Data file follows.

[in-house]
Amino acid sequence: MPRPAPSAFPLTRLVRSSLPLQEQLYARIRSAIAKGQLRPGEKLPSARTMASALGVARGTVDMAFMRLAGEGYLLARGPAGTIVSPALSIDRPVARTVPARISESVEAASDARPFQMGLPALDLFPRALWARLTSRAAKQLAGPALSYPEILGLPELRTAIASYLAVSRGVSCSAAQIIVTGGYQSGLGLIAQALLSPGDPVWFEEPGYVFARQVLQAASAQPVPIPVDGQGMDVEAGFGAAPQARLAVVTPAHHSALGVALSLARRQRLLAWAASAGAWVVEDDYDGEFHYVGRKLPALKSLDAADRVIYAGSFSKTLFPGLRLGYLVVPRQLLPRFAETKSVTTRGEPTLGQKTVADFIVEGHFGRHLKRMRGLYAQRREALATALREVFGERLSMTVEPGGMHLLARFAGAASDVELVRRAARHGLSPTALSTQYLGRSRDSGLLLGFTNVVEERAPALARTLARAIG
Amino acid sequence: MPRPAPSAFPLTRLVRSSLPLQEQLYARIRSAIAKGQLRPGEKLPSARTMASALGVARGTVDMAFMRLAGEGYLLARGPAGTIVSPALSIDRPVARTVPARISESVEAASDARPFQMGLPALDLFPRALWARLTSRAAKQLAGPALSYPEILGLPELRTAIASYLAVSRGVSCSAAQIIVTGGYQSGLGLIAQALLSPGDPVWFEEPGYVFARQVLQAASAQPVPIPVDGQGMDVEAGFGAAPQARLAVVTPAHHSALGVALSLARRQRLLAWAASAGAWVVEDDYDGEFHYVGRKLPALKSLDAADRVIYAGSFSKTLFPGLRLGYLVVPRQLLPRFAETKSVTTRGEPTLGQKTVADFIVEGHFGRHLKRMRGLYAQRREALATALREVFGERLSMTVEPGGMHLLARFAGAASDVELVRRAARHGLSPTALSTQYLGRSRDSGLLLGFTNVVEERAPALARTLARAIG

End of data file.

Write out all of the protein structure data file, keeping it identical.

[in-house]
Amino acid sequence: MPRPAPSAFPLTRLVRSSLPLQEQLYARIRSAIAKGQLRPGEKLPSARTMASALGVARGTVDMAFMRLAGEGYLLARGPAGTIVSPALSIDRPVARTVPARISESVEAASDARPFQMGLPALDLFPRALWARLTSRAAKQLAGPALSYPEILGLPELRTAIASYLAVSRGVSCSAAQIIVTGGYQSGLGLIAQALLSPGDPVWFEEPGYVFARQVLQAASAQPVPIPVDGQGMDVEAGFGAAPQARLAVVTPAHHSALGVALSLARRQRLLAWAASAGAWVVEDDYDGEFHYVGRKLPALKSLDAADRVIYAGSFSKTLFPGLRLGYLVVPRQLLPRFAETKSVTTRGEPTLGQKTVADFIVEGHFGRHLKRMRGLYAQRREALATALREVFGERLSMTVEPGGMHLLARFAGAASDVELVRRAARHGLSPTALSTQYLGRSRDSGLLLGFTNVVEERAPALARTLARAIG
Amino acid sequence: MPRPAPSAFPLTRLVRSSLPLQEQLYARIRSAIAKGQLRPGEKLPSARTMASALGVARGTVDMAFMRLAGEGYLLARGPAGTIVSPALSIDRPVARTVPARISESVEAASDARPFQMGLPALDLFPRALWARLTSRAAKQLAGPALSYPEILGLPELRTAIASYLAVSRGVSCSAAQIIVTGGYQSGLGLIAQALLSPGDPVWFEEPGYVFARQVLQAASAQPVPIPVDGQGMDVEAGFGAAPQARLAVVTPAHHSALGVALSLARRQRLLAWAASAGAWVVEDDYDGEFHYVGRKLPALKSLDAADRVIYAGSFSKTLFPGLRLGYLVVPRQLLPRFAETKSVTTRGEPTLGQKTVADFIVEGHFGRHLKRMRGLYAQRREALATALREVFGERLSMTVEPGGMHLLARFAGAASDVELVRRAARHGLSPTALSTQYLGRSRDSGLLLGFTNVVEERAPALARTLARAIG